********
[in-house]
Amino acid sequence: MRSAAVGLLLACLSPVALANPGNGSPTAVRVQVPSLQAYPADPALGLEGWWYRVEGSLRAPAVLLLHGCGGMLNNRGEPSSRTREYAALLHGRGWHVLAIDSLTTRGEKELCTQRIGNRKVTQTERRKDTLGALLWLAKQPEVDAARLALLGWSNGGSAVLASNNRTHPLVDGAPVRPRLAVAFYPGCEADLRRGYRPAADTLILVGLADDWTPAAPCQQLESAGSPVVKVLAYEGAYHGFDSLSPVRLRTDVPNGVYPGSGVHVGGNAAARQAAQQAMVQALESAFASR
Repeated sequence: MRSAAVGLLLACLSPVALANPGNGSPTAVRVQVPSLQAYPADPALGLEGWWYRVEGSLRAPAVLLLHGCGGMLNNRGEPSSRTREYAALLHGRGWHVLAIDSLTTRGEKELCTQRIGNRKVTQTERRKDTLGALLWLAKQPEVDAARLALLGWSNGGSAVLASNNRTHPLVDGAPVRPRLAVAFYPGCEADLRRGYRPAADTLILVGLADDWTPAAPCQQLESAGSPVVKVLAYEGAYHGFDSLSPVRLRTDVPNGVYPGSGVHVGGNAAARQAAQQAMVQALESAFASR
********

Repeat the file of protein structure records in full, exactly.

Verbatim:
[in-house]
Amino acid sequence: MRSAAVGLLLACLSPVALANPGNGSPTAVRVQVPSLQAYPADPALGLEGWWYRVEGSLRAPAVLLLHGCGGMLNNRGEPSSRTREYAALLHGRGWHVLAIDSLTTRGEKELCTQRIGNRKVTQTERRKDTLGALLWLAKQPEVDAARLALLGWSNGGSAVLASNNRTHPLVDGAPVRPRLAVAFYPGCEADLRRGYRPAADTLILVGLADDWTPAAPCQQLESAGSPVVKVLAYEGAYHGFDSLSPVRLRTDVPNGVYPGSGVHVGGNAAARQAAQQAMVQALESAFASR
Repeated sequence: MRSAAVGLLLACLSPVALANPGNGSPTAVRVQVPSLQAYPADPALGLEGWWYRVEGSLRAPAVLLLHGCGGMLNNRGEPSSRTREYAALLHGRGWHVLAIDSLTTRGEKELCTQRIGNRKVTQTERRKDTLGALLWLAKQPEVDAARLALLGWSNGGSAVLASNNRTHPLVDGAPVRPRLAVAFYPGCEADLRRGYRPAADTLILVGLADDWTPAAPCQQLESAGSPVVKVLAYEGAYHGFDSLSPVRLRTDVPNGVYPGSGVHVGGNAAARQAAQQAMVQALESAFASR